I can't recall exactly how I came to own and retain an LP of Jim Hall's appearance and performance of "Careful!" on an LP titled "BERLIN FESTIVAL - GUITAR WORKSHOP" which was recorded on November 5th, 1967, but I remember reading that the album was supposed to have included the performances of Larry Coryell with the Gary Burton Quartet, one of the most important groups that helped to light the path for coming Fusion Era.As it so often happens when 'business' meets music, RCA Records refused to grant permission for Larry's performances to appear on the album for another label, and so the LP was missing the contrast of one of the great modernists of that moment in time.
However, if you compare and contrast Jim Hall's performance of "Careful!" some 4 years after the original "SOMETHING'S COMING" version, now, in a trio setting with reliable long time colleague Steve Swallow(ac. bass) and Bobby Moses(drums) [both of whom were in Berlin, and appearing at the festival as part of the aforementioned Gary Burton Quartet], you can clearly hear how much more loose and free Jim is, and how his interpretation of his own tune had evolved. If it's possible, it has become ever more Jim Hall than it was before. One of my favorite things about this performance is how Jim has now incorporated the famous french horn call or horn 5ths [that term courtesy of the great and most erudite Rob Mounsey] during the melody statement's repeat in bar 4 at about :53 into the soundclip!!! Check it out! He does it again during his solo too at 2:12. What is so humorous about these inclusions is that this blues is in 'A' and the french horn calls are in the b5 substitute of Eb major to transition to the IV chord of D7!!! The key element to me about this performance is how beautifully Jim is playing behind the time, and with purpose!!! It is a most wonderful element of his style and his great maturity.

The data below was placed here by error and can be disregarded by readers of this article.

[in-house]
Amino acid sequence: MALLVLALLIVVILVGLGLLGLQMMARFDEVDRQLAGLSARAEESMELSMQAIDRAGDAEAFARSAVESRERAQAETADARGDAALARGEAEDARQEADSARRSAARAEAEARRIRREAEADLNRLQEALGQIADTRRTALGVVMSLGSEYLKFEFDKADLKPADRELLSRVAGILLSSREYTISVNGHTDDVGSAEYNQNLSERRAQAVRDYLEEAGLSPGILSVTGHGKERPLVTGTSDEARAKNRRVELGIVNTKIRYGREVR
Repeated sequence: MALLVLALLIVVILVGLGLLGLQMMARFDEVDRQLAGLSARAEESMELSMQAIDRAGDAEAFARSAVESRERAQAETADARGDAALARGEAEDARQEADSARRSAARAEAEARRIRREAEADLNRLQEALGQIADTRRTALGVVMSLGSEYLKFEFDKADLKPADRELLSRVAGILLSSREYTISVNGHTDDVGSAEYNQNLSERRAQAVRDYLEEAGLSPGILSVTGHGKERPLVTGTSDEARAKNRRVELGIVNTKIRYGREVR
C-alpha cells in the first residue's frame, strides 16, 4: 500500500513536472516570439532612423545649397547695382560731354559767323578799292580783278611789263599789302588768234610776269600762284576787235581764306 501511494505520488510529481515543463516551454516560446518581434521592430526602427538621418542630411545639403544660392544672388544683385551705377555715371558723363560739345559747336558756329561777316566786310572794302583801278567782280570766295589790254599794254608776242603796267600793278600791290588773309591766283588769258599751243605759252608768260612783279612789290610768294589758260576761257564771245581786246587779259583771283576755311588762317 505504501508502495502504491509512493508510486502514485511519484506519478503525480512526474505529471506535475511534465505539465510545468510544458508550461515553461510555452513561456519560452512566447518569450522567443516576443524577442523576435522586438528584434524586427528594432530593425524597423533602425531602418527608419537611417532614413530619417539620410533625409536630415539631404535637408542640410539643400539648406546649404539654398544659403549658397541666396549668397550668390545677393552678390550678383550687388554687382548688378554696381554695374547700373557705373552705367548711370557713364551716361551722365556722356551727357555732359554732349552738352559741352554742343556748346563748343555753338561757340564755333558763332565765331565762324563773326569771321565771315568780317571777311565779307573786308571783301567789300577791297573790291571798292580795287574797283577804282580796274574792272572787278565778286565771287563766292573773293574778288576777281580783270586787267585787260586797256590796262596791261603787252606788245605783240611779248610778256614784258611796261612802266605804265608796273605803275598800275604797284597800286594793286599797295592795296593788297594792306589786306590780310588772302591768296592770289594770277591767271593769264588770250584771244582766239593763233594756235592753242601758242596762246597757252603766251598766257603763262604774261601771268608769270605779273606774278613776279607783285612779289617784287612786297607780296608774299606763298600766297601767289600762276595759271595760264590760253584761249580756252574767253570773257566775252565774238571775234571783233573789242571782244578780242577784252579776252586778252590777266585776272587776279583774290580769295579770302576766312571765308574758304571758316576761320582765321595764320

With the passage of time, if one continues to play a tune, it begins to change, to transform itself, to morph into something else, often times, something deeper. Notice the changes that Jim has made to the phrasing of bar 13 over the F7 chord. And some of the notes have changed too! Gone is the E-natural, replaced by Bb to F. For me this is fascinating. There are other little touches as well. Look at bar 16, before [A2] begins, the little whole-tone lick putting to use his open G and B-strings. It adds further humor and humanity to the piece. Finally, in bar 8, while the D7 chord is still in play, take a look at his usage of the dissonant and quirky double-stops, major 7ths: F-F# to C#-D to B-natural-Bb. You could view the first interval as being connected to D7(altered) as you have F(#9) and F-natural(3rd), but perhaps the C# is best related to as a foreshadowing of the return to A7? You will have to determine this for yourself.